Retraining: Get in touch with the unfamiliar

Louis I. Kahn, Architect

  “The architect is in touch with the unfamiliar,” Louis I. Kahn, the legendary twentieth-century architect, once told a group of Yale architecture students. In coining this cryptic phrase, he described the attitude required to explore, probe and test  multiple ways to …

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Shipping container homes address storm damage

Prototype for shipping container homes

A brand new prototype for shipping container homes now sits proudly on a hilltop in Steelville, Missouri. Last year I was tapped for what planning  and promotional experience I could lend to Living Uncontained, a professional housing and economic development team.  Their …

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Mom and Dad made WW II history

World War II biography of a U. S. Marine

As a small child during World War II, I could never claim to know much about this conflagration, which Ernie Pyle called “an unmitigated misfortune.” My main sources were my parents’ stories, related over the dinner table. Later I found 400 letters …

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The consummate urban planter

By Peter H. Green

An Urban Planter?

I hail from a family of nature lovers – urban naturalists, to be sure –  city folk nonetheless rooted in the soil. Combined, their talents exemplified the consummate urban planter.

My father, who grew up disadvantaged in a forest of brick and concrete on the South Side of Chicago, still had his own opportunities to cultivate his interest, so to speak. Having no similarly inclined friends, he joined the Lone Scouts and freed himself to pursue any merit badge he fancied, notably urban horticulture.

Urban Gardener

I first became aware of his passion as a toddler, when he showed me how the morning glories along the east-facing fence of the backyard bloomed as we ate breakfast, and sure enough, the four-o-clocks on the opposite fence came into their glory every afternoon. When I was about seven he decided to get me involved. He set up a small table in front of a tall dining room window, which admitted plenty of afternoon sunlight. He filled a few flowerpots with loamy dirt from the backyard and handed me a seed packet of beans, which he helped me plant. I followed his instructions to the letter, nurtured the bean seedlings and watched the dual-leaved sprouts duplicate so quickly on the vine that every week we had to plant a longer stick in each pot for them to climb so they wouldn’t trail across the dining room floor.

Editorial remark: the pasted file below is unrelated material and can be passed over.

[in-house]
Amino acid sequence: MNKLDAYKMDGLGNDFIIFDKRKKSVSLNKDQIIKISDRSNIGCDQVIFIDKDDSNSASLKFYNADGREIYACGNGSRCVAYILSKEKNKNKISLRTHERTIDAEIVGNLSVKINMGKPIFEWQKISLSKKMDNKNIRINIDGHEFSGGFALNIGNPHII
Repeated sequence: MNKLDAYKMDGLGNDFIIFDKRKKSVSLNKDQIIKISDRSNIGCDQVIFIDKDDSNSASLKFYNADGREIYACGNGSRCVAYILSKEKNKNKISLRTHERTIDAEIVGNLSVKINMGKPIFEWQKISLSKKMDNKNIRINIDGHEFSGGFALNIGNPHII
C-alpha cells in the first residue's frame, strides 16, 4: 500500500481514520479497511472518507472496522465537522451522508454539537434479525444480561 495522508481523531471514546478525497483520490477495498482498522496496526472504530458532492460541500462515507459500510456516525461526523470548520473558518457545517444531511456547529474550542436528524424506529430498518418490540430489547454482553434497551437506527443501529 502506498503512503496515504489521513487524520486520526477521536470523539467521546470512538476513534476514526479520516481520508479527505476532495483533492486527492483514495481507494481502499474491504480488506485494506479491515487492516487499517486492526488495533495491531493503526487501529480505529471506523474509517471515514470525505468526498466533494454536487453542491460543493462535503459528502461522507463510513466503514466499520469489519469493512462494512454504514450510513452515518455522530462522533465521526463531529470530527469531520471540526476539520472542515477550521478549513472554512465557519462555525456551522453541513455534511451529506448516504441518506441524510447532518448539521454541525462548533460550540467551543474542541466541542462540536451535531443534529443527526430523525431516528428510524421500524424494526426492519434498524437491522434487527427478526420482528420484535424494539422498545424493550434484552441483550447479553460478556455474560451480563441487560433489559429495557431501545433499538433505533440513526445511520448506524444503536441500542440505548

The African violet craze

As the 1940s passed into the 50s, he bought into the latest craze: African violets. This time he selected a corner of the laundry room in the basement for germinating a dozen plants he had sent for by mail. He nurtured them all winter, hopeful they might someday bloom. At last one day he proudly pointed to a single, tiny deep blue flower on one of his specimens. Eventually a smattering of miniature blooms appeared on a few others. I wondered if splashing soap suds had diminished his yield. What a lot of fuss, I thought, for such little reward.

Mom, taking a more laid-back approach, pooh-poohed his efforts. Why not just wait until warm weather, when you could plant showy primrose, daisies, snapdragons with a border of red salvia in spring and then later, zinnias, marigolds and asters? Whenever she needed a bouquet of violets for the dinner table, she would send me to a dark corner of the yard beneath an enormous mock-orange hedge along the back fence to pick some, where they grew in a riot of purple profusion. This required no work at all. Why, I wondered, did violets insist upon being left alone, hidden from view, to grow without any help outdoors, while these prima donna exotics struggled in our own subterranean spaces? Mom quickly pointed out that plants grow best in their native habitat.

His greatest triumph

This theory was amply proven by Dad’s greatest triumph, which came years later. In their empty-nester Chicago apartment he set a dozen cactus plants in tiny pots along a window ledge behind the kitchen sink, where they snatched a couple of hours of morning sun through a crack between high-rise buildings. In this perch they grew from the starter plants he bought to a height of three or four inches. When my parents retired to the dream house they built in a Florida subdivision, he planted his potted cacti along the back of their one-story home in the full tropical sun. Within a few years of those nearly continuous growing seasons they reached the full height of the wall, until they began to lift off the sheltering roof eaves. He had easily earned another merit badge as an urban planter.

At last my mother put her foot down. “Urban planter, my thumb!” she declared, and hired a man to uproot these offending monstrosities from the yard. She was quite content with a key lime tree my wife and I gave her one year, and used its fruits, produced without additional care, for the rest of her days to flavor her nightly gin and tonics.

Till next time, good words to you,

PHG Signature-First copy


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